We may think of Italians as being relaxed, but they have to rush around just like the rest of us. And since they do so much rushing around, there is some variety in how they talk about it. There are verbs, nouns, and adverbs to choose from. Let's take a look.
Come in ritardo?
What do you mean "late?"
Senta, Barbara, lasci perdere le scuse e cerchi di sbrigarsi invece.
Listen, Barbara, forget these excuses and try to hurry up instead.
Captions 28-29, La Ladra - Ep. 5 - Chi la fa l'aspettiPlay Caption
It's common to use the familiar form with a family member or friend. The following example is in the second person singular, so don't forget to stress the first syllable, not the second! The three consonants in a row make it fun to say. The "s" always has a "z" sound when it comes before "b."
Dai, sbrigati che ci perdiamo l'inizio del film.
Come on, hurry up, otherwise we'll miss the beginning of the movie.
Caption 47, Adriano Olivetti - La forza di un sognoPlay Caption
By the way, dai (come on) is just an interjection that is generally used in the second person singular regardless of whom you are talking to (although you wouldn't say it at all to someone you need to be formal with).
If I want to tell two or more friends or family members to hurry up, then I need to say sbrigatevi. Here, the stress is on the second syllable (the "a")!
Io vado avanti, vi aspetto là, eh, sbrigatevi.
I'm going ahead, I'll wait for you there, eh, hurry.
Ah, ricordatevi le cinture di sicurezza!
Oh, remember your seat belts!
Captions 40-41, Un medico in famiglia - S1 EP1 - Casa nuovaPlay Caption
If we need to say the same thing using the polite form, it's si sbrighi in the singular. This might be used by a police officer who is asking to you move your car out of the way. The plural would be si sbrighino.
So this verb isn't super easy to use, but if you memorize the second person singular familiar, it will come in very useful.
One more thing: sbrigare in its non-reflexive form means to "to deal with."
Va be', noi andiamo che abbiamo un sacco di lavoro da sbrigare.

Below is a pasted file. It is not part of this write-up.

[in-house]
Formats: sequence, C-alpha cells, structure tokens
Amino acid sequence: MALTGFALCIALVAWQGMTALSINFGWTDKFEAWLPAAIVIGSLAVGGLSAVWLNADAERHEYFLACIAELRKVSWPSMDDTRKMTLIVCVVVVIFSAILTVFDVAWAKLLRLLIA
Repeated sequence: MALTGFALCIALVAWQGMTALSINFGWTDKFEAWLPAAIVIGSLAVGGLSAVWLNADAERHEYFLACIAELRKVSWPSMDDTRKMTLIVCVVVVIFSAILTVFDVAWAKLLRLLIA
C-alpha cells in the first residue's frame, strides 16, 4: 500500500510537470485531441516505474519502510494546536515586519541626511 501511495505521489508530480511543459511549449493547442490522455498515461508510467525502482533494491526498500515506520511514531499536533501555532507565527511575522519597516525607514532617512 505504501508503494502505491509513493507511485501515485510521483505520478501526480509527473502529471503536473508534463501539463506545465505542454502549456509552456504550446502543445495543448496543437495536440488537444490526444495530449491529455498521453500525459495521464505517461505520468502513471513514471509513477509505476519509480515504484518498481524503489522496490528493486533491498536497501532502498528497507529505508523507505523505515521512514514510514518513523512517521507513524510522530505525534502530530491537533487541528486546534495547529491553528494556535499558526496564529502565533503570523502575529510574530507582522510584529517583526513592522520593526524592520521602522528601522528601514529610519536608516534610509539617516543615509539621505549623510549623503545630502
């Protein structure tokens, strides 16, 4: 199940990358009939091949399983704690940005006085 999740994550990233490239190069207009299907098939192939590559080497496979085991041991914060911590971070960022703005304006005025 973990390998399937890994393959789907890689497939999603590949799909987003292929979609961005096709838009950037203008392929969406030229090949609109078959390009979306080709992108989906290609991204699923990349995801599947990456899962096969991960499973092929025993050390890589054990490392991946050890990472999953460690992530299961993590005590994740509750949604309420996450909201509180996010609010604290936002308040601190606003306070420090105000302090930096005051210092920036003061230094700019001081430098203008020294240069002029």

All right, we're going, because we have a lot of work to get done.Play Caption
Another way to tell someone to hurry is fai in fretta. Note that here the verb is fare which means both "to make" and "to do."
Fai in fretta, ti prego.
Be quick, please.
Caption 57, Il Commissario Manara - S1EP5 - Il Raggio VerdePlay Caption
Often fretta goes hand in hand with furia. In fretta e furia (in a big hurry).
Se tu trovi un cadavere in una stanza d'albergo
If you find a dead body in a hotel room
e scopri che l'occupante della stanza ha pagato per altri due giorni in anticipo,
and you discover that the occupant of the room had paid in advance for two more days,
però se ne va prima in fretta e furia,
but he leaves beforehand in a big hurry,
ti insospettisci, no? -Eh!
you become suspicious, don't you? -Yeah.
Captions 11-14, Il Commissario Manara - S1EP7 - Sogni di VetroPlay Caption
If you see someone rushing out of the house, you might say:
Dove vai così in fretta e furia (where you are off to all of a sudden)?
In some parts of Italy, in Tuscany, for instance, people just say ho furia to mean ho fretta, sono di corsa. I'm in a hurry.
Non è neanche passato a salutarlo?
You didn't even stop by to say goodbye?
No. Dovevo andare via, c'avevo furia [toscano: fretta].
No. I had to leave. I was in a hurry.
Captions 9-10, Il Commissario Manara - S2EP8 - Fuori servizioPlay Caption
You might get asked if you are in a particular rush, for example, when someone wants to talk to you or spend some time with you. If you're in Tuscany they might say:
Hai furia o possiamo fermarci per prendere un caffè (are you in a rush or can we stop for a coffee)?
Anywhere else in Italy, they would probably say:
Hai fretta o possiamo fermarci per prendere un caffè (are you in a rush or can we stop for a coffee)?
"Scusa, ma vado di corsa".
"Sorry, but I'm in a rush."
"Parliamo più tardi".
"We'll talk later."
Captions 55-56, Marika spiega - Gli avverbi di modoPlay Caption
We shouldn't think that these are the only ways to talk about being in a hurry, or telling someone to hurry up. But they will give you a good start. In substance, they have similar meanings, but they are used differently, and that's where it can get a bit tricky. Vado di fretta or ho fretta both work. Vado di corsa works, but not
ho corsa. So keep your antennae up, and you will gradually absorb these words into your vocabulary. You'll have your favorites, too.